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Sucralose is a sweetener that has been at the center of scaremongering news regarding its potential effects on DNA.

The Sucralose News: Scaremongering Or Serious?

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What’s the news on sucralose?

These past days the press has been abuzz with frightening tales:

How true and/or serious is this?

Firstly, let’s manage expectations. Pineapple juice also breaks down DNA, but is not generally considered a health risk. So let’s keep that in mind, while we look into the science.

Is sucralose as scary as pineapple juice, or is it something actually dangerous?

The new study (that sparked off these headlines)

The much-referenced study is publicly available to read in full—here it is:

Toxicological and pharmacokinetic properties of sucralose-6-acetate and its parent sucralose: in vitro screening assays

You may notice that this doesn’t have quite the snappy punchiness of some of the headlines, but let’s break this down, if you’ll pardon the turn of phrase:

  • Toxicological: pertaining to whether or not it has toxic qualities
  • Pharmacokinetic: the science of asking, of chemicals in bodies, “where did it come from; where did it go; what could it do there; what can we know?”
  • Sucralose-6-acetate: an impurity that can be found in sucralose. For perspective, the study found that the sucralose in Splenda contained “up to” 0.67% sucralose-6-acetate.
  • Sucralose: a modified form of sucrose, that makes it hundreds of times sweeter, and non-caloric because the body cannot break it down so it’s treated as a dietary fiber and just passes through
  • In vitro: things are happening in petri dishes, not in animals (human or otherwise), which would be called “in vivo”
  • Screening assays: “we set up a very closed-parameters chemical test, to see what happens when we add this to this” ⇽ oversimplification, but this is the basic format of a screening assay

Great, now we understand the title, but what about the study?

Researchers looked primarily at the effects of sucralose-6-acetate and sucralose (together and separately) on epithelial cells (these are very simple cells that are easy to study; conveniently, they are also most of what makes up our intestinal walls). For this, they used a fancy way of replicating human intestinal walls, that’s actually quite fascinating but beyond the scope of today’s newsletter. Suffice it to say: it’s quite good, and/but has its limitations too. They also looked at some in vivo rat studies.

What they found was…

Based on samples from the rat feces (somehow this didn’t make it into the headlines), it appears that sucralose may be acetylated in the intestines. What that means is that we, if we are like the rats (definitely not a given, but a reasonable hypothesis), might convert up to 10% of sucralose into sucralose-6-acetate inside us. Iff we do, the next part of the findings become more serious.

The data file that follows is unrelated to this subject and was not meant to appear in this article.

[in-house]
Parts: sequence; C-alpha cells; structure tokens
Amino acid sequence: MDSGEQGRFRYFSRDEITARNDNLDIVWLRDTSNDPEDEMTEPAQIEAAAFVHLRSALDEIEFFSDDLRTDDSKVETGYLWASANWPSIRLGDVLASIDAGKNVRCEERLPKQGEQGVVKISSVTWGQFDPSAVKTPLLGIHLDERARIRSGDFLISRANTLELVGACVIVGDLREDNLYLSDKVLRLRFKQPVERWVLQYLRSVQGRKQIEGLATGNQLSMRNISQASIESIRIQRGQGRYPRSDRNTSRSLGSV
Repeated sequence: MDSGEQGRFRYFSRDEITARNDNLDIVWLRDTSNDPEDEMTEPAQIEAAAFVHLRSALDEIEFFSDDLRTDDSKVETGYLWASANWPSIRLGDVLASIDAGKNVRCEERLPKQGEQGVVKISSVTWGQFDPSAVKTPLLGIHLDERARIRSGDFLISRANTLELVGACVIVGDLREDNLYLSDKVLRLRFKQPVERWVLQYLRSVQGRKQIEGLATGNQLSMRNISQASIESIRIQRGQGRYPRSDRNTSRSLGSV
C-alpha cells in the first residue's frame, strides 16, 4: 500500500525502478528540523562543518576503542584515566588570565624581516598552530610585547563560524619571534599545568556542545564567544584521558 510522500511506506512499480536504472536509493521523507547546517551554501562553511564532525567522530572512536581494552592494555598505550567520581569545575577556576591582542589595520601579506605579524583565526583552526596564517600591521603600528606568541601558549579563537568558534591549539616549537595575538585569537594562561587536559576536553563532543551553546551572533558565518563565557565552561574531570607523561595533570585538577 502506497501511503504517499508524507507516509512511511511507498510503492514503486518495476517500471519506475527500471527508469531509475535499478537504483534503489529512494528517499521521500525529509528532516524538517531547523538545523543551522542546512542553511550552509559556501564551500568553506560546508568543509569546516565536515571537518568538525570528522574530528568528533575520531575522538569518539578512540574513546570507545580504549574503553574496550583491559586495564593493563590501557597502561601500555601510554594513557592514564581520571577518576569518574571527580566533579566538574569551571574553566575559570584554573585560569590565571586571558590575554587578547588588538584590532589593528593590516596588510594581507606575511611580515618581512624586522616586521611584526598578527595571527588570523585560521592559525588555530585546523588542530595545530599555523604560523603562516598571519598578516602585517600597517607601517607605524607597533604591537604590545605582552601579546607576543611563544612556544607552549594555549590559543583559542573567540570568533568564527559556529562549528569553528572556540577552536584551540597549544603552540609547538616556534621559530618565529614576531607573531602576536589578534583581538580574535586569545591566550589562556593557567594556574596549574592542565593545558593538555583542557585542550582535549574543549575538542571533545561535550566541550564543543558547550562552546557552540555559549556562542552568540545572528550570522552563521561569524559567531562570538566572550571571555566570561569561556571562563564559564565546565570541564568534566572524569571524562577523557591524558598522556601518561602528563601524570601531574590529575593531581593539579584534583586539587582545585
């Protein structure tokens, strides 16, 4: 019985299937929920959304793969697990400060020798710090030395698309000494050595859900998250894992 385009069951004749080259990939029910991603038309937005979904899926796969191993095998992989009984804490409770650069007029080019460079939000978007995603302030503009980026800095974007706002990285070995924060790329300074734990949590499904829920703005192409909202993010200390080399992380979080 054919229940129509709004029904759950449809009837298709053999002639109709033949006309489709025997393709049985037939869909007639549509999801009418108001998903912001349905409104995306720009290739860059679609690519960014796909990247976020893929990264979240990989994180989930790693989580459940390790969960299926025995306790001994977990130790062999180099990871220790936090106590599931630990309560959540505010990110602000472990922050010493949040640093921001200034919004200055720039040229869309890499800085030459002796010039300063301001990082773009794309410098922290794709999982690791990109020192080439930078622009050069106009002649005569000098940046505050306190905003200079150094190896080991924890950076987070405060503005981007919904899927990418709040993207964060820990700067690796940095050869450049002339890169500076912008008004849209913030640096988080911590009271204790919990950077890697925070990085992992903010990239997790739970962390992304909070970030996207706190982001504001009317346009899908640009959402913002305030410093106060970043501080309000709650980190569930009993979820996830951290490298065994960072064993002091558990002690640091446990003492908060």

Based on the in vitro simulations, both sucralose and sucralose-6-acetate reduced intestinal barrier integrity at least a little, but sucralose-6-acetate was the kicker when it came to most of the effects—at least, so we (reasonably!) suppose.

Basically, there’s a lot of supposition going on here but the suppositions are reasonable. That’s how science works; there’s usually little we can know for sure from a single study; it’s when more studies roll in that we start to get a more complete picture.

What was sucralose-6-acetate found to do? It increased the expression of genes associated with inflammation, oxidative stress, and cancer (granted those three things generally go together). So that’s a “this probably has this end result” supposition.

More concretely, and which most of the headlines latched onto, it was found (in vitro) to induce cytogenic damage, specifically, of the clastogenic variety (produces DNA strand breaks—so this is different than pineapple’s bromelain and DNA-helicase’s relatively harmless unzipping of genes).

The dose makes the poison

So, how much is too much and is that 0.67% something to worry about?

  • Remembering the rat study, it may be more like 10% once our intestines have done their thing. Iff we’re like rats.
  • But, even if it’s only 0.67%, this will still be above the “threshold of toxicological concern for genotoxicity”, of 0.15µg/person/day.
  • On the other hand, the fact that these were in vitro studies is a serious limitation.
  • Sometimes something is very dangerous in vitro, because it’s being put directly onto cells, whereas in vivo we may have mechanisms for dealing with that.

We won’t know for sure until we get in vivo studies in human subjects, and that may not happen any time soon, if ever, depending on the technical limitations and ethical considerations that sometimes preclude doing certain studies in humans.

Bottom line:

  • The headlines are written to be scary, but aren’t wrong; their claims are fundamentally true
  • What that means for us as actual humans may not be the same, however; we don’t know yet
  • For now, it is probably reasonable to avoid sucralose just in case

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